God only knows what our horizontal speed was, but our gondola narrowly missed the roof of a barn and we struck the ground--hard. The impact caused my pilot to fall forward against the right front of the gondola. The propane tanks, all secured by special belts, nevertheless, fell against him. In that split second, I recall looking over at him and thinking that he might be crushed against the weight of the four tanks, as our balloon climbed back into the air. However, the gondola rapidly tilted to the right with the weight bearing load towards my pilot, as we struck the ground twice more. I was thrown forward over the gondola despite my tight grip on the cables. My running shoes somehow became caught in the cables, keeping me from being totally ejected. But my body was dragged three-quarters of the way out of the gondola across the barnyard, then across a blacktop church parking lot for approximately 35-feet. That final impact knocked the wind out of my lungs just as I heard our radio deejay through my headphones (in a comedy of errors) state: "Let's go back out now to Michael Manning, who should be landing about this time and check in on all the festivities at the Mesquite Balloon Festival. Michael?"...(silence)..."Michael, are you there? (more silence)..."Obviously we're having trouble reaching Michael, so we'll get back to him in a few minutes." 

At that moment, our craft was on the ground, the gondola was on its side and with the wind knocked out of my lungs, I was laying about 20-feet away. Fortunately, I managed to turn over, get some oxygen back into my lungs and scramble over to my pilot, who was also out of breath. "Turn off the valves!", he shouted. We both scrambled and turned the propane valves (with flames glowing) completely off. I pulled back the helium tanks, and my pilot managed to step out, telling me to get back to the radio broadcast. I started to hear sirens in the distance, as a dozen balloonists who had landed earlier started running toward us to render assistance. Once they saw that we were alright, they started to rapidly fold the now- deflated balloon material to secure the craft.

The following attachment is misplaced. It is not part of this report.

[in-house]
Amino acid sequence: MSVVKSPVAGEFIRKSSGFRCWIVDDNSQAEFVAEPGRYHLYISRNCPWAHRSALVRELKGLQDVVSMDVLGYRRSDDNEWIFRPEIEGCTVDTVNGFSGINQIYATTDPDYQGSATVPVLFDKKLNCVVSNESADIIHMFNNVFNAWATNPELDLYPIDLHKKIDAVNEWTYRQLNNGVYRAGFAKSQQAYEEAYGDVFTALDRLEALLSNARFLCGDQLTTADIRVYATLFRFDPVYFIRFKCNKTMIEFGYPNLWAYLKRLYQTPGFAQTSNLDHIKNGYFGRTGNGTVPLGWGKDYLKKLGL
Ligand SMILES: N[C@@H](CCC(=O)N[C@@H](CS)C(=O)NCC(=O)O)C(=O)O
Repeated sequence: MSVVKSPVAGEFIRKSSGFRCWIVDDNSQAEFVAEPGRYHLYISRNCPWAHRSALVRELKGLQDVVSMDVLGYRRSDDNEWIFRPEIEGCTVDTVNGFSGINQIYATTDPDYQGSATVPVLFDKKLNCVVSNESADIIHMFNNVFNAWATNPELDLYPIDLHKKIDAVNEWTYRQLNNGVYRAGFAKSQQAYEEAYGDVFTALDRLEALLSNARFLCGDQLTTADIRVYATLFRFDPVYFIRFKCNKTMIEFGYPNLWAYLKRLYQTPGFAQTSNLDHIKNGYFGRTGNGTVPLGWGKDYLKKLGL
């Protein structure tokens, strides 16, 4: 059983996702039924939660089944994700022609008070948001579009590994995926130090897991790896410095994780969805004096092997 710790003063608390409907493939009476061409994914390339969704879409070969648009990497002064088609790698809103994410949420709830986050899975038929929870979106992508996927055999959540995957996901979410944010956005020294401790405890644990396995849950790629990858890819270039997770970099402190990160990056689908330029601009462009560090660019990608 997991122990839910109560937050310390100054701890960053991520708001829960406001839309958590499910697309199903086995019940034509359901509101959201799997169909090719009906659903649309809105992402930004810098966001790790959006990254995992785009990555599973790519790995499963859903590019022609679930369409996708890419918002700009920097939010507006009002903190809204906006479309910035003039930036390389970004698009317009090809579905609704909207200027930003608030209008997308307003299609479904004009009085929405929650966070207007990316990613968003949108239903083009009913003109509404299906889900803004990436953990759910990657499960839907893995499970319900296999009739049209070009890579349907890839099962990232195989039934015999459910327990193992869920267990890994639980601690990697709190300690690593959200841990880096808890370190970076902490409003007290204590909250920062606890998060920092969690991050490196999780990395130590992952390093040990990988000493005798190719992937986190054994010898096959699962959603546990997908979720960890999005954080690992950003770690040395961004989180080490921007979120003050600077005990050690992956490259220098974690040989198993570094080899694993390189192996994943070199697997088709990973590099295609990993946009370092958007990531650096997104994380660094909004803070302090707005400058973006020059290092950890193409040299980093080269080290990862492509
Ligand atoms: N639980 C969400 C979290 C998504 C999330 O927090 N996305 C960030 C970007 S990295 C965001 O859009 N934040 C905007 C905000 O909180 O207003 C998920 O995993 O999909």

Image: Universal

Feeling a bit like Michael J. Fox as Marty McFly in "Back To The Future", I searched for my yellow and black head phones, my portable radio and and my cell phone--all scattered on the ground. I waved off First Aid workers who arrived and looked at my torn jeans and bloodied elbows and arms. "Nothing broken", I said, as I located my cell phone and dialed the station. I reached the broadcast booth and advised our on-air personality what had happened. Fortunately, we had about 10-minutes before we would go back "on the air". When we did, I was asked to share the story of our hard landing. 

As I looked up,I noticed other balloons that were gliding effortlessly overhead for a smooth and uneventful landing--one of them was fashioned after the cartoon character of Snoopy the Dog from the "Charlie Brown" cartoon series. My humor was still intact, so I shared this fact in my radio report. By now, our balloon was being placed onto a truck, and I looked over to see my pilot's daughter run up to her father with a worried look that quickly turned to relief. 

The morning ended with a group of happy balloonists pulling us over to where they had gathered in a circle. My pilot and I were asked to stand in the middle of this circle holding plastic cups full of champagne hoisted into the air. The group broke out into an upbeat Irish song (that I had obviously never heard before). We toasted and drank up, before I learned that the song was a toast to celebrate our good fortune, having survived our landing! We all shook hands as I headed back to my car--worse for the wear--shaking my head and counting my blessings for being safe. Salute!    

A Post Script on October 1st: Soon after I posted this story, ironically, my computer crashed. Once again, I emerged relatively unscathed and will return after the repairs are completed!